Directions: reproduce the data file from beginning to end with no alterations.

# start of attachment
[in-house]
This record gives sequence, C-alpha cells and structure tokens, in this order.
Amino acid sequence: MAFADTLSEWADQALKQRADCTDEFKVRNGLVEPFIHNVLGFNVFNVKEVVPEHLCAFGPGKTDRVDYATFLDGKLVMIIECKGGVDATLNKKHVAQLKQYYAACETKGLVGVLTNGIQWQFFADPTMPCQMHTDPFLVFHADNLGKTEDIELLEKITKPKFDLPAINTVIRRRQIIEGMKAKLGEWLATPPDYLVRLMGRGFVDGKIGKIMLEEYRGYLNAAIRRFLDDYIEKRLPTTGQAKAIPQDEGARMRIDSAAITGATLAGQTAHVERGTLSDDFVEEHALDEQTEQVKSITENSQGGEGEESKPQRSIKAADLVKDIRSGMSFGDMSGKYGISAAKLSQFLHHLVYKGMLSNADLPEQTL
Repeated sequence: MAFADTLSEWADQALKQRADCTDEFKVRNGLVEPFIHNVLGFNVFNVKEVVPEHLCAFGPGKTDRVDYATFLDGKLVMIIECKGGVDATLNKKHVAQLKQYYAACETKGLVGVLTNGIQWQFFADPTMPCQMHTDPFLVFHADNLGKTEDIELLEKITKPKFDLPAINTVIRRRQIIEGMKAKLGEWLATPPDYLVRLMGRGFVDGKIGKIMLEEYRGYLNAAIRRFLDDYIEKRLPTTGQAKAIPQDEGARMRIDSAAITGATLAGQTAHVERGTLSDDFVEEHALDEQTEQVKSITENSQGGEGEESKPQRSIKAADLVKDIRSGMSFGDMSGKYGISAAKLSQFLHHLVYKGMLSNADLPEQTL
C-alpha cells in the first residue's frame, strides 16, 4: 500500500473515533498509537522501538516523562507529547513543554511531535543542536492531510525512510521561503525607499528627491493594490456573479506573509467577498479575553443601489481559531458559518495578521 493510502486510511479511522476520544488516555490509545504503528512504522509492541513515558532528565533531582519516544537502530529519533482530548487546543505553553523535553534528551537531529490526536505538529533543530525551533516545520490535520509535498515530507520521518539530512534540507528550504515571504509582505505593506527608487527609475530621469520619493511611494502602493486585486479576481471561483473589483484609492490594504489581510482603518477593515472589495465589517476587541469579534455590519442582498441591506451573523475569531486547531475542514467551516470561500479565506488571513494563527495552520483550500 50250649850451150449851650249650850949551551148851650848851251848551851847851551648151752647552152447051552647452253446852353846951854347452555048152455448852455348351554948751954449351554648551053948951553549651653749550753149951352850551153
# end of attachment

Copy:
[in-house]
This record gives sequence, C-alpha cells and structure tokens, in this order.
Amino acid sequence: MAFADTLSEWADQALKQRADCTDEFKVRNGLVEPFIHNVLGFNVFNVKEVVPEHLCAFGPGKTDRVDYATFLDGKLVMIIECKGGVDATLNKKHVAQLKQYYAACETKGLVGVLTNGIQWQFFADPTMPCQMHTDPFLVFHADNLGKTEDIELLEKITKPKFDLPAINTVIRRRQIIEGMKAKLGEWLATPPDYLVRLMGRGFVDGKIGKIMLEEYRGYLNAAIRRFLDDYIEKRLPTTGQAKAIPQDEGARMRIDSAAITGATLAGQTAHVERGTLSDDFVEEHALDEQTEQVKSITENSQGGEGEESKPQRSIKAADLVKDIRSGMSFGDMSGKYGISAAKLSQFLHHLVYKGMLSNADLPEQTL
Repeated sequence: MAFADTLSEWADQALKQRADCTDEFKVRNGLVEPFIHNVLGFNVFNVKEVVPEHLCAFGPGKTDRVDYATFLDGKLVMIIECKGGVDATLNKKHVAQLKQYYAACETKGLVGVLTNGIQWQFFADPTMPCQMHTDPFLVFHADNLGKTEDIELLEKITKPKFDLPAINTVIRRRQIIEGMKAKLGEWLATPPDYLVRLMGRGFVDGKIGKIMLEEYRGYLNAAIRRFLDDYIEKRLPTTGQAKAIPQDEGARMRIDSAAITGATLAGQTAHVERGTLSDDFVEEHALDEQTEQVKSITENSQGGEGEESKPQRSIKAADLVKDIRSGMSFGDMSGKYGISAAKLSQFLHHLVYKGMLSNADLPEQTL
C-alpha cells in the first residue's frame, strides 16, 4: 500500500473515533498509537522501538516523562507529547513543554511531535543542536492531510525512510521561503525607499528627491493594490456573479506573509467577498479575553443601489481559531458559518495578521 493510502486510511479511522476520544488516555490509545504503528512504522509492541513515558532528565533531582519516544537502530529519533482530548487546543505553553523535553534528551537531529490526536505538529533543530525551533516545520490535520509535498515530507520521518539530512534540507528550504515571504509582505505593506527608487527609475530621469520619493511611494502602493486585486479576481471561483473589483484609492490594504489581510482603518477593515472589495465589517476587541469579534455590519442582498441591506451573523475569531486547531475542514467551516470561500479565506488571513494563527495552520483550500 50250649850451150449851650249650850949551551148851650848851251848551851847851551648151752647552152447051552647452253446852353846951854347452555048152455448852455348351554948751954449351554648551053948951553549651653749550753149951352850551153